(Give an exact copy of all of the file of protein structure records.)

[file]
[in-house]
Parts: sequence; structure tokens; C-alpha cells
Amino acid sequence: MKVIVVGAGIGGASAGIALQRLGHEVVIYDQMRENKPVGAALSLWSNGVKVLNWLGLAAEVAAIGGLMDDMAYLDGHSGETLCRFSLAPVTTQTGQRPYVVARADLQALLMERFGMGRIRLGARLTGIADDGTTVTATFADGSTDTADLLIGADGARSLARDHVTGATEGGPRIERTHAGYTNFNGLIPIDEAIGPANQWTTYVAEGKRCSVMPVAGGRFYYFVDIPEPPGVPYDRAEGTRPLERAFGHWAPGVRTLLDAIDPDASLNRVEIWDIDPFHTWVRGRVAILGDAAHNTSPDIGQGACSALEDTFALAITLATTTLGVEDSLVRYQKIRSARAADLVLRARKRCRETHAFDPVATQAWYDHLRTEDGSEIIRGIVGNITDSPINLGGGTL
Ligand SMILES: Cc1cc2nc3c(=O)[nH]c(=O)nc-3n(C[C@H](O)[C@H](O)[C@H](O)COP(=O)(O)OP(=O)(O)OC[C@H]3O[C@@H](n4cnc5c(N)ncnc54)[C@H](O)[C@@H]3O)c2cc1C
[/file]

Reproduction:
[in-house]
Parts: sequence; structure tokens; C-alpha cells
Amino acid sequence: MKVIVVGAGIGGASAGIALQRLGHEVVIYDQMRENKPVGAALSLWSNGVKVLNWLGLAAEVAAIGGLMDDMAYLDGHSGETLCRFSLAPVTTQTGQRPYVVARADLQALLMERFGMGRIRLGARLTGIADDGTTVTATFADGSTDTADLLIGADGARSLARDHVTGATEGGPRIERTHAGYTNFNGLIPIDEAIGPANQWTTYVAEGKRCSVMPVAGGRFYYFVDIPEPPGVPYDRAEGTRPLERAFGHWAPGVRTLLDAIDPDASLNRVEIWDIDPFHTWVRGRVAILGDAAHNTSPDIGQGACSALEDTFALAITLATTTLGVEDSLVRYQKIRSARAADLVLRARKRCRETHAFDPVATQAWYDHLRTEDGSEIIRGIVGNITDSPINLGGGTL
Ligand SMILES: Cc1cc2nc3c(=O)[nH]c(=O)nc-3n(C[C@H](O)[C@H](O)[C@H](O)COP(=O)(O)OP(=O)(O)OC[C@H]3O[C@@H](n4cnc5c(N)ncnc54)[C@H](O)[C@@H]3O)c2cc1C